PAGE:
Dressing rooms are excellent places to witness just how mean we are to ourselves. I recently overheard an exchange between two women at a T.J. Maxx that went something like this:

“Ew, I can’t wear this. My arms look disgusting.”

“Yuck, look at all my gross stomach pudge.”

“I look like a whale in this dress.”

“Ugh…I hate my body.”

As I shimmied in and out of tank tops and shorts, I listened from my stall, observing how ruthless the ladies were being toward their bodies. As they continued to verbally abuse themselves, I said a silent prayer, asking that all people learn to love and appreciate their bodies unconditionally.

Saying that prayer was as much for myself as it was for them and all women who don’t always give love to the sacred vessel that is their body.

Why is it so hard to love our bodies?

We’ve been conditioned to be unhappy with our bodies by outside influences that benefit from our insecurities and lack of self-acceptance. We grow up around media that says we aren’t the shape or the weight or the age or the fitness level we should be…so buy/do/eat/have this thing we’re selling to make yourself better and more liked! We live in a society of comparison and unrealistic and unnecessary standards of body perfection.

I didn’t evade this messaging while growing up, so I understand why those women were slamming their supposed body flaws.

Many times I’ve criticized the way my body looks in front of that not-at-all flattering full-length mirror with wretched fluorescent overhead lighting. But for me, judging my body hasn’t only been about the way it looks on the outside.

As someone who has dealt with sexual abuse-related PTSD, infertility, and miscarriage, I’ve also had a tumultuous relationship with my body for not doing what I wanted it to do.

For years I felt like my body was always working against me, keeping me trapped in a cage of anxiety, stress, and fear. I was angry at my body’s inability to relax and frustrated by the patterns I couldn’t seem to break.

As a result, I was a major bitch to my body. I’d say cruel, belittling things to her that I would never imagine saying to my friends, family, or even strangers. But for some reason, treating my body with hatred and disdain was somehow acceptable.

In the months following my miscarriage, something shifted in my psyche.

One day I simply decided that I wouldn’t tolerate that kind of abuse any more.

I realized I am not at war with my body. We are partners. And I am responsible for cherishing her like I would my own child.

Without my body, I am not here. Without my body, I can’t contribute what I want to the world. Without my body, I can’t connect with the people I treasure so much in my life.

My body may not always do what I want or look how I want, but she is an essential part of my experience that deserves the utmost respect and appreciation, always.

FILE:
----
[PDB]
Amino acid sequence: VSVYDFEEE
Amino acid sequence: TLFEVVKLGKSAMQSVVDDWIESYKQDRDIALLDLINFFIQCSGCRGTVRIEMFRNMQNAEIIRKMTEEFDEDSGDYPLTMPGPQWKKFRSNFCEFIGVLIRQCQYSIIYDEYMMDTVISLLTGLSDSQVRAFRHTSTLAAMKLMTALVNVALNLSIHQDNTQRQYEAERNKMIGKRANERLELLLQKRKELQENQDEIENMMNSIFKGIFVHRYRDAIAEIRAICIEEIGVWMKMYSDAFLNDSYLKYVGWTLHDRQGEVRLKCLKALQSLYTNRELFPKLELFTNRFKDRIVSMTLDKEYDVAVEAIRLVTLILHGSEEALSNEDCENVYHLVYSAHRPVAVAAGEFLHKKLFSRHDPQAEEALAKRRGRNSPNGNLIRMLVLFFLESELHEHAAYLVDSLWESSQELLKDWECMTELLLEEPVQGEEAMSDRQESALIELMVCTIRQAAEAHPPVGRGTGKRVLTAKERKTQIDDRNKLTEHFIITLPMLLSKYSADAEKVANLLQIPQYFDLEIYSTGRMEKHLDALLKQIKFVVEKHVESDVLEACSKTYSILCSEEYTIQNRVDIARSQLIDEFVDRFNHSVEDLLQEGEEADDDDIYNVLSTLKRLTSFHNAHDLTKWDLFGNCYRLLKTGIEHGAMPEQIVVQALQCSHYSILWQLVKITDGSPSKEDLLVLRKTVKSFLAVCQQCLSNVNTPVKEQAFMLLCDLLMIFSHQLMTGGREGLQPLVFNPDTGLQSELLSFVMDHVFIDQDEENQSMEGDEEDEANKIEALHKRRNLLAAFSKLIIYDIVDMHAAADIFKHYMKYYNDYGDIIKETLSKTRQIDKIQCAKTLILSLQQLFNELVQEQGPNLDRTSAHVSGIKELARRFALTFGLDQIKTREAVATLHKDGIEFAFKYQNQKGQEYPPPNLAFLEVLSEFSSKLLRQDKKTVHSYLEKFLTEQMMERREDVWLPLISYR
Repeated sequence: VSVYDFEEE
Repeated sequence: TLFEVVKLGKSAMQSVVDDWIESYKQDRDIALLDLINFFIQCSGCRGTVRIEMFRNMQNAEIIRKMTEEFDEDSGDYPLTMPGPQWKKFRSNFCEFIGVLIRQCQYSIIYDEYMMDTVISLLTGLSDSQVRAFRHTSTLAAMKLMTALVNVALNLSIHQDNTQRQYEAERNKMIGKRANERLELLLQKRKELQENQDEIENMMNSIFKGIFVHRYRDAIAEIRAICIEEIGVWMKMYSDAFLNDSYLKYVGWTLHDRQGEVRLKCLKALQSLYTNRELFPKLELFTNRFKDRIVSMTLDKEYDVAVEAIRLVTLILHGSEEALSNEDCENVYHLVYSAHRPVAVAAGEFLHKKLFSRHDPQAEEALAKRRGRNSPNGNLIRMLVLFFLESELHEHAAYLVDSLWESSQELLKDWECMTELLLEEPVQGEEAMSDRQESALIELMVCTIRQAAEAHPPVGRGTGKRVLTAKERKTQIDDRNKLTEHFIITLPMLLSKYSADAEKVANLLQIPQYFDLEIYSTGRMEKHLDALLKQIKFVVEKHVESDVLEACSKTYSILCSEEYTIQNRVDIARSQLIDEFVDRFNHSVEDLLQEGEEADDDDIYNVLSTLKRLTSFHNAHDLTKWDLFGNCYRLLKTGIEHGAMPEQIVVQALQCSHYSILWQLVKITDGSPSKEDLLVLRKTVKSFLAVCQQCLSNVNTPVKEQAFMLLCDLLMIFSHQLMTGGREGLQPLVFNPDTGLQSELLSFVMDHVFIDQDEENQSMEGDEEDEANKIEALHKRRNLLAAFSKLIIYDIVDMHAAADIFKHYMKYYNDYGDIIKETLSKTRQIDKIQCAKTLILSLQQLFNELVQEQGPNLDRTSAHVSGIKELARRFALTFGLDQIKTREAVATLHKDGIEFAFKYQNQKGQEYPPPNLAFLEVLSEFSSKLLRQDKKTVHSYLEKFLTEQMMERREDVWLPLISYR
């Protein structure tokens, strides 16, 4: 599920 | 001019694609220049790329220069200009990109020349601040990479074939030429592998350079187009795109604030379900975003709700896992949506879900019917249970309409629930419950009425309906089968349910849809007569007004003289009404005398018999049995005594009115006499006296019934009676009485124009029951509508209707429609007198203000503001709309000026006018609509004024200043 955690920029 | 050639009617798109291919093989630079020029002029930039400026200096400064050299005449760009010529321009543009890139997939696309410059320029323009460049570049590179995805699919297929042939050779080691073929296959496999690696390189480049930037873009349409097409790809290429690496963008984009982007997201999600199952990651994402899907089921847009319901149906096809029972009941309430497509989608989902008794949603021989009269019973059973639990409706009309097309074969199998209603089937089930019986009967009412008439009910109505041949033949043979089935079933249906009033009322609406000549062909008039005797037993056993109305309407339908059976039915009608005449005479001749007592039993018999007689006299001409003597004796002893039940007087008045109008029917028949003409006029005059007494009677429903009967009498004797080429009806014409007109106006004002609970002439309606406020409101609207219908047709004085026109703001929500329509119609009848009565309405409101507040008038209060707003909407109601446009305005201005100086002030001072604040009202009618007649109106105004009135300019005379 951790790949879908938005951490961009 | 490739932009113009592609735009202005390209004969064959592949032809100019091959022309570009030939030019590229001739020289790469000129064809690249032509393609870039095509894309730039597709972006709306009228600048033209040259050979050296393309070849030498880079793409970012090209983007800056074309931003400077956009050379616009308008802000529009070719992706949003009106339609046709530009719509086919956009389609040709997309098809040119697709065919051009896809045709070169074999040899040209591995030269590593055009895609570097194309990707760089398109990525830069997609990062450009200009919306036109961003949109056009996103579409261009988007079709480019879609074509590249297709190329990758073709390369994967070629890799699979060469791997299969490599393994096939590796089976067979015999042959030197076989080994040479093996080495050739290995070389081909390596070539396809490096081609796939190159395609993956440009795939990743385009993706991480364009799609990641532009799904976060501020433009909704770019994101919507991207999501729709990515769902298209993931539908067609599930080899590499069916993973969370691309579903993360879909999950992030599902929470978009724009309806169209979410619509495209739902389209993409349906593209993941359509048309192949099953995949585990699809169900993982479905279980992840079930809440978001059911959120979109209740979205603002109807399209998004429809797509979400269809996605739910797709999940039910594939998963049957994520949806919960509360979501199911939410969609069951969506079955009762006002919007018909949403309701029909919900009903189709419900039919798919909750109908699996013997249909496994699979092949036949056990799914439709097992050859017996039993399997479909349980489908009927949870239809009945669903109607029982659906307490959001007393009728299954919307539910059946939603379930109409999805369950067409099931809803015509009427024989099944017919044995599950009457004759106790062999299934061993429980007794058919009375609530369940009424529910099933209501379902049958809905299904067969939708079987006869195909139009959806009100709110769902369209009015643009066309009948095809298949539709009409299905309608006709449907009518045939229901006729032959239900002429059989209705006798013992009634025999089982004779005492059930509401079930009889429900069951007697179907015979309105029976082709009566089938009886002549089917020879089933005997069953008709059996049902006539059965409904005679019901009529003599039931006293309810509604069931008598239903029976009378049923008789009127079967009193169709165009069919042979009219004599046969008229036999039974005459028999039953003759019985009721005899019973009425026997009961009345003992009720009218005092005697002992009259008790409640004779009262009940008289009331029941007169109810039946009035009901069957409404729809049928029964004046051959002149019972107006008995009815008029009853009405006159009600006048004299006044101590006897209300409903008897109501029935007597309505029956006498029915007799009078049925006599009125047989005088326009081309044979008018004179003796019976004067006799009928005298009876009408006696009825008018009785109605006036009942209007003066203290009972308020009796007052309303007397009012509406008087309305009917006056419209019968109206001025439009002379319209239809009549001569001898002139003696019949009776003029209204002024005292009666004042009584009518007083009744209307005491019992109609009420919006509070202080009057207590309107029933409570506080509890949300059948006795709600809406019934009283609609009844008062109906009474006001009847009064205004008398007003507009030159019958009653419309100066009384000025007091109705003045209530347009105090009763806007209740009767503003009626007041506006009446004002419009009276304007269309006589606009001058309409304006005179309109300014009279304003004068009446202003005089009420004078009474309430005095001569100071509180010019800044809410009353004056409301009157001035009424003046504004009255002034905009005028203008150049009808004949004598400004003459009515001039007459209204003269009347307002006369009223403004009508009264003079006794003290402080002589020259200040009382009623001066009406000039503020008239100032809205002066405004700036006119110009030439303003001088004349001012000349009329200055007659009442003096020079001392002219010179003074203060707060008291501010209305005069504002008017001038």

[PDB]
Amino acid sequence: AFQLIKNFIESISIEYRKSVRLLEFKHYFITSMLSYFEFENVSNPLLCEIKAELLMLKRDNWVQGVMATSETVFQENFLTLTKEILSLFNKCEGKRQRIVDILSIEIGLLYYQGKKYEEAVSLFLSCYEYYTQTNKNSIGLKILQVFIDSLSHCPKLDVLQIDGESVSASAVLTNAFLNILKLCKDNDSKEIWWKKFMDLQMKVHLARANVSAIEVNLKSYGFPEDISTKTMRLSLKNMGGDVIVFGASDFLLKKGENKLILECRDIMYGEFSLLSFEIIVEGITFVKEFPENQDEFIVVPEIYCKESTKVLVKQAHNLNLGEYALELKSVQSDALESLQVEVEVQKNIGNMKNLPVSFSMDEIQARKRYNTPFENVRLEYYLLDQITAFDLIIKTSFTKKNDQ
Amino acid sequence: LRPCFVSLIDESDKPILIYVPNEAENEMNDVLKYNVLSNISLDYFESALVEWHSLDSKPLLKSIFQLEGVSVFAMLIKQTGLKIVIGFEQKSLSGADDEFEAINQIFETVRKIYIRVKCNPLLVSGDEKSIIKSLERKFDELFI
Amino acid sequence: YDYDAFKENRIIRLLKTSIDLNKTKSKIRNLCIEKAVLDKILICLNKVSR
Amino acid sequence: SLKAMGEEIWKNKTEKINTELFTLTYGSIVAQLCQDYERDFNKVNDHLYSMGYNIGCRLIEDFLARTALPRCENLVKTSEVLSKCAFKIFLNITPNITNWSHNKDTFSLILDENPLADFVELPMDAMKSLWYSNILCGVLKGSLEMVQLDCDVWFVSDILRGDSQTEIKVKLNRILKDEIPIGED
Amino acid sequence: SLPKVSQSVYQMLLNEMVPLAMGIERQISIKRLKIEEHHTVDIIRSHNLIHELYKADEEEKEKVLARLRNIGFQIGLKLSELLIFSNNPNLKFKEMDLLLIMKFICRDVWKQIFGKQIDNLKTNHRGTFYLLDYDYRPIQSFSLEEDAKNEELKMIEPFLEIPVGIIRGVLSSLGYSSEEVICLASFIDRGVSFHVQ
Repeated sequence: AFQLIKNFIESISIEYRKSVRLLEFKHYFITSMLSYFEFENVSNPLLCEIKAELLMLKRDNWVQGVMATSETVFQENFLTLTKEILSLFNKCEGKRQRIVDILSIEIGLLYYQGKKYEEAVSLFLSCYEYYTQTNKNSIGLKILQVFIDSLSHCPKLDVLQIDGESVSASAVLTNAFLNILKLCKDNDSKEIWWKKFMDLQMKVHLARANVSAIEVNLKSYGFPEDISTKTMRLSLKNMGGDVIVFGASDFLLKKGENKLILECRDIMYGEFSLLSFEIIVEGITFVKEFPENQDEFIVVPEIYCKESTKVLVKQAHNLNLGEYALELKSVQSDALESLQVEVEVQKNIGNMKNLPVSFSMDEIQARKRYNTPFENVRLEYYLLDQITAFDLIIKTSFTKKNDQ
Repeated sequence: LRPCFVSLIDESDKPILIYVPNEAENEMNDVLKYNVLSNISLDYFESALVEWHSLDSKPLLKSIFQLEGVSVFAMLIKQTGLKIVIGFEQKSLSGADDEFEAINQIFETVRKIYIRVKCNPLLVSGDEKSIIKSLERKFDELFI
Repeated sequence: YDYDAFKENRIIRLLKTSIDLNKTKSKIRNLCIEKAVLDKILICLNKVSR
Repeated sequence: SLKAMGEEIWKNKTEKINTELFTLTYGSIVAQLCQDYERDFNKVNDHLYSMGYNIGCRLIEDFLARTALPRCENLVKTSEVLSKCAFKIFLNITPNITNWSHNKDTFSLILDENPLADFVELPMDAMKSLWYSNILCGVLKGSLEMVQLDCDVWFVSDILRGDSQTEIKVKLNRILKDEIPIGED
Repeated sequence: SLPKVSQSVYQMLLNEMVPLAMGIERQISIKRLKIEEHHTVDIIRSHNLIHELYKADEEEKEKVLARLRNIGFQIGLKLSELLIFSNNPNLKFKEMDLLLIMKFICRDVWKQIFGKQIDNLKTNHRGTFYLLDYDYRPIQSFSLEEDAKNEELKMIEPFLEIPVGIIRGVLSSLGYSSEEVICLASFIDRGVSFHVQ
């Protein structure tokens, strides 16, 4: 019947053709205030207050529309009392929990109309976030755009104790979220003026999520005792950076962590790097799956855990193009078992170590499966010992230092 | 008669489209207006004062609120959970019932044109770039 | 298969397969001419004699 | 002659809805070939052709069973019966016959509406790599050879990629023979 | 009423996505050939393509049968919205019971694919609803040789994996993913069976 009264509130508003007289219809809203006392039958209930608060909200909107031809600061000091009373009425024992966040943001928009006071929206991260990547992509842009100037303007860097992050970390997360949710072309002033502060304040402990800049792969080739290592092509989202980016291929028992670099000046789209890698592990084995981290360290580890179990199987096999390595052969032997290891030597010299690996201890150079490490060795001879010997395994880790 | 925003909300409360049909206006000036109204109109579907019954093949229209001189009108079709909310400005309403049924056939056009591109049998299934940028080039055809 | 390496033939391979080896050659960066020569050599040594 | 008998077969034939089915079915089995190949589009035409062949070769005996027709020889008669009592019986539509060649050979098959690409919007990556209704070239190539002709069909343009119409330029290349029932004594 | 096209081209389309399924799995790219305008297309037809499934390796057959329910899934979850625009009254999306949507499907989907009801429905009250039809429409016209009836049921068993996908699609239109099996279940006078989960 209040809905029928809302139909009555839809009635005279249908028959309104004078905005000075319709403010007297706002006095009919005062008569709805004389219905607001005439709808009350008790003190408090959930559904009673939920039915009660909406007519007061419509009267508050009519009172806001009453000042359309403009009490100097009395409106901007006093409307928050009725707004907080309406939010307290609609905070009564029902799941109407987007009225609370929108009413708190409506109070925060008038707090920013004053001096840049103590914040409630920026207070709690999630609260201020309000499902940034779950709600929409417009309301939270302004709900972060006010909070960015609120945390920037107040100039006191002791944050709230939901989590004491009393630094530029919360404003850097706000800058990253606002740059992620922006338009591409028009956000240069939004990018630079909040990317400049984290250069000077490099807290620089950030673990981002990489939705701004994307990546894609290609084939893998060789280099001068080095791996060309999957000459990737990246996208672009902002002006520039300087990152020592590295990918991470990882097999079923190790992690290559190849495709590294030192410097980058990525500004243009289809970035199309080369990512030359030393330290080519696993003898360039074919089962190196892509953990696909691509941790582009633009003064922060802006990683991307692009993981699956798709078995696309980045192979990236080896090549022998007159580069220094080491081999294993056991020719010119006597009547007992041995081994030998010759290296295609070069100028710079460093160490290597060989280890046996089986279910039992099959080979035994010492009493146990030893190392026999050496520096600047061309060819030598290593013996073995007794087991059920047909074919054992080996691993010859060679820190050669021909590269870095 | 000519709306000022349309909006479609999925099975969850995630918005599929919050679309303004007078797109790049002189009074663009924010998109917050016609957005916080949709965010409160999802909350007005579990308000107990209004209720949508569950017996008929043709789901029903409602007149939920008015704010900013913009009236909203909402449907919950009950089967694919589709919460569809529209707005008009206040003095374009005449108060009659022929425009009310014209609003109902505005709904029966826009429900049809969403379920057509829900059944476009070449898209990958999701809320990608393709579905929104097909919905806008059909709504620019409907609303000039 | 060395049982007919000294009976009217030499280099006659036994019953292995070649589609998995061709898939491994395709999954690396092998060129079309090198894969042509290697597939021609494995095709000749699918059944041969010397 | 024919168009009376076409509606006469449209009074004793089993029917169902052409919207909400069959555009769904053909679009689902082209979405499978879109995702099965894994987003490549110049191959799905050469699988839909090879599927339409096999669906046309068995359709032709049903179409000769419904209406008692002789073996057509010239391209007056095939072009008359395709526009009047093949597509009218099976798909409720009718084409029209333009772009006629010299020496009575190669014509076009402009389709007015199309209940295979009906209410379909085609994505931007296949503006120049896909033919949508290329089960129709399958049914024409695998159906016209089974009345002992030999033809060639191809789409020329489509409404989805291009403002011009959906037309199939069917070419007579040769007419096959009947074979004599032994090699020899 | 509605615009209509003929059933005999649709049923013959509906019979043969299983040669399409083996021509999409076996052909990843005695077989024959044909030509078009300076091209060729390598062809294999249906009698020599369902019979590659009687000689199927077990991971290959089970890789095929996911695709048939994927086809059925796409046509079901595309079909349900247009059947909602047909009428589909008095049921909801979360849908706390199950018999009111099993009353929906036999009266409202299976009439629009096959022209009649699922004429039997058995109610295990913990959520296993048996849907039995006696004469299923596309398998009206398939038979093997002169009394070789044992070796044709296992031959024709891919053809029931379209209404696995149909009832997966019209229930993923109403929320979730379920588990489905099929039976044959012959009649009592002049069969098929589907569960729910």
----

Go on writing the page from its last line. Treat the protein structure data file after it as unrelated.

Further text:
Now, when I find myself in a moment of self-judgment, I pause and redirect my thoughts to something more loving, kind, and true.

When I see the cellulite on my legs that’s gotten more pronounced as I age, I feel grateful that I have strong, healthy legs that let me hike through the woods, play with my niece and nephew, and carry me forward.

When I look at my bloated belly as I step out of the shower, I smile and am thankful for the fun I had the night before drinking beer and scarfing nachos with my sister while we watched Disney movies for the bazillionth time.

When I spot the deepening wrinkles around my eyes, I reflect on the experiences—both happy and sad—that led to them and to the person I am today.

These things are not flaws. They are aspects of a body that I have been gifted with to live my life. So what if I’m near-translucent pasty, have big pores, under eye circles, a bloat-prone belly, and that one resilient rogue chin hair? Would not having those things make me a kinder person, a better friend, or a more creative entrepreneur?


Bodies are weird, flawed, glorious creations that digest food, pump blood, breathe air, grow babies, provide us with a voice, move us around, and give us the means to live a creative, fulfilling life. I choose to be grateful for my body because I know (all too well) how it feels to choose the opposite.

When you neglect, attack, shame, or hate your body, you do yourself a huge disservice. You waste so much energy fighting against a part of you that’s only here to support your growth, be your teacher, and help you create what you want in this life. Let’s stop bashing our bodies, ladies. Your body is perfectly imperfect and it deserves loving kindness.

I invite you to break through your conditioning and do your best to love your body exactly as it is.

Love the weirdness, love the flaws, and see how your body responds to love and appreciation instead of hate and judgment.